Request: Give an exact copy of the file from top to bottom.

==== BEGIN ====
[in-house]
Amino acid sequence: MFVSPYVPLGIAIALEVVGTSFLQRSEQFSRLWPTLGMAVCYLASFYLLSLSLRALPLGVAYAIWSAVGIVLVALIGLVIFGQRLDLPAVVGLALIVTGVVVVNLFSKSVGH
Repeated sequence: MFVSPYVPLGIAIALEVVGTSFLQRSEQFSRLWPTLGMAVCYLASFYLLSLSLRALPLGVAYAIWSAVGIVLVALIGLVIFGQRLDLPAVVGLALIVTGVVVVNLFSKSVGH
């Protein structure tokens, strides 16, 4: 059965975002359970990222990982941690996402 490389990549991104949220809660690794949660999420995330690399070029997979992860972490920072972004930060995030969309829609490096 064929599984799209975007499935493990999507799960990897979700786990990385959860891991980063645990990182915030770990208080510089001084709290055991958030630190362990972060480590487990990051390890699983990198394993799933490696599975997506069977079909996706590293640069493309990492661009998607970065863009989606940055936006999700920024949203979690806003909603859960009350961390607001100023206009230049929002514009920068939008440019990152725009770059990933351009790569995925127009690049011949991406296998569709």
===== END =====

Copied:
[in-house]
Amino acid sequence: MFVSPYVPLGIAIALEVVGTSFLQRSEQFSRLWPTLGMAVCYLASFYLLSLSLRALPLGVAYAIWSAVGIVLVALIGLVIFGQRLDLPAVVGLALIVTGVVVVNLFSKSVGH
Repeated sequence: MFVSPYVPLGIAIALEVVGTSFLQRSEQFSRLWPTLGMAVCYLASFYLLSLSLRALPLGVAYAIWSAVGIVLVALIGLVIFGQRLDLPAVVGLALIVTGVVVVNLFSKSVGH
């Protein structure tokens, strides 16, 4: 059965975002359970990222990982941690996402 490389990549991104949220809660690794949660999420995330690399070029997979992860972490920072972004930060995030969309829609490096 064929599984799209975007499935493990999507799960990897979700786990990385959860891991980063645990990182915030770990208080510089001084709290055991958030630190362990972060480590487990990051390890699983990198394993799933490696599975997506069977079909996706590293640069493309990492661009998607970065863009989606940055936006999700920024949203979690806003909603859960009350961390607001100023206009230049929002514009920068939008440019990152725009770059990933351009790569995925127009690049011949991406296998569709």